Regardless of recent reforms, wages for garment workers remain a balancing act for the industry and the nation as a whole, as attempting to improve wages and opportunities for workers has the potential to unbalance the economic efciencies of the market. If costs of production rise too high in Cambodia, large scale manufacturers will look to new markets where costs of labour are lower.

Cambodian countryside 1.4.2 Agriculture

In terms of the local economy, agriculture plays a major role. Approximately 80 percent of people depend on farming as a source of income.37 Rice is the principal farming commodity and overall production has been increasing by around eight percent each year. This sustained growth has been critical in securing the country’s overall economic future.

Although the primary focus of Cambodian agricultural production continues to be rice, the last decade has seen positive trends from more proftable crops, such as vegetables, cassava and corn. This diversifcation is critical to reducing the vulnerability to shocks, like the impacts from the global decline of rice prices in 2016.

The establishment of agricultural side businesses (adding value to raw produce) has become more common among Khmer farmers in order to secure farm livelihoods throughout the year, and generate a more consistent income.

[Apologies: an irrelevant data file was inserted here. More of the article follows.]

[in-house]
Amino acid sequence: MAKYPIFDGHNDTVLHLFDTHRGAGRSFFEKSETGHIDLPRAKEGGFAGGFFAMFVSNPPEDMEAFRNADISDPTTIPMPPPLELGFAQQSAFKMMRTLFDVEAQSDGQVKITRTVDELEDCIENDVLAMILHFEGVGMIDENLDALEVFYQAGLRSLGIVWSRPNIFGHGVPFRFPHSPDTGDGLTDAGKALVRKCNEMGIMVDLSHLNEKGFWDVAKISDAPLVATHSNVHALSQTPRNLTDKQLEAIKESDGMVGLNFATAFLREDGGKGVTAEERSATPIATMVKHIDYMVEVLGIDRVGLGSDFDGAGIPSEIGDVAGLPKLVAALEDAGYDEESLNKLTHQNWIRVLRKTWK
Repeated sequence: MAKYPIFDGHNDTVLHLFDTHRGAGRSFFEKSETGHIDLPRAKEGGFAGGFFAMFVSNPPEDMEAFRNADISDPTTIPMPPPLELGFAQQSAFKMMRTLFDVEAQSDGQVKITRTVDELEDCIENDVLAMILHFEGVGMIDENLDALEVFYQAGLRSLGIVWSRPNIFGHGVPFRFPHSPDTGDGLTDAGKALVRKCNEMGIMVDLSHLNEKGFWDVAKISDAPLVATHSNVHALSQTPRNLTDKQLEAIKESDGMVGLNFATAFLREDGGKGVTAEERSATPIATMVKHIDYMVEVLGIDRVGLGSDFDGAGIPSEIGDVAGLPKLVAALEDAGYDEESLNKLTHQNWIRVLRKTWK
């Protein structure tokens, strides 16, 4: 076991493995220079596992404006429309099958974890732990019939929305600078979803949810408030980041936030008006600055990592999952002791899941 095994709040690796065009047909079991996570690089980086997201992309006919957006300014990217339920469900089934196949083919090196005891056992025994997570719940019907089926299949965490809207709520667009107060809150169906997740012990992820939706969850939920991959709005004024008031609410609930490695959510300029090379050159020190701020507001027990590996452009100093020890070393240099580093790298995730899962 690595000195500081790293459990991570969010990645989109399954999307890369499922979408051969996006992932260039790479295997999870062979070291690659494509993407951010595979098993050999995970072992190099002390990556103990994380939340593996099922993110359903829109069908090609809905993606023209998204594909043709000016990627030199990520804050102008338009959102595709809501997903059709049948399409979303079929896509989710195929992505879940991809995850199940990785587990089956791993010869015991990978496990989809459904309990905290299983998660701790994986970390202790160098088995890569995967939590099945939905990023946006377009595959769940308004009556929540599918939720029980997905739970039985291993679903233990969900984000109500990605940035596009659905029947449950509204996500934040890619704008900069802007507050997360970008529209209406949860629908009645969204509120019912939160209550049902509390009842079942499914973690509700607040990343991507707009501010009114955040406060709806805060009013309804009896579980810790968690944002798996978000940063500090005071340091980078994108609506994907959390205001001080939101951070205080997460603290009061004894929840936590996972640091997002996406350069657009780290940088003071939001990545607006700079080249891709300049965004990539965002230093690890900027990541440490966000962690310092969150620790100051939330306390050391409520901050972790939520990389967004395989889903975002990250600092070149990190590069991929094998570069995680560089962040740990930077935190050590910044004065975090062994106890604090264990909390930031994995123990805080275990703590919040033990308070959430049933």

One such example of diversifcation in the industry is a Memorandum of Understanding (MoU) signed between Cambodia’s Ministry of Agriculture, Forestry and Fisheries (MAFF) and the Vietnam Cashew Association (VCA) in January of this year.41 The MoU aims to grow the current cashew nut production of 100,000 tons per year to over 1 million tons, in the space of a decade.

Another such initiative which will drive the future of the agricultural industry is the Cambodia Horticulture Advancing Income and Nutrition Project (Chain) which will focus on improving current food security, nutrition education, and boost incomes for farmers and smaller scale entrepreneurs in the Kingdom’s provincial areas.42 Chain has entered its second phase and project developers estimate that between December 2017 and December 2020, the project will invest $4.8 million in the local agricultural sector.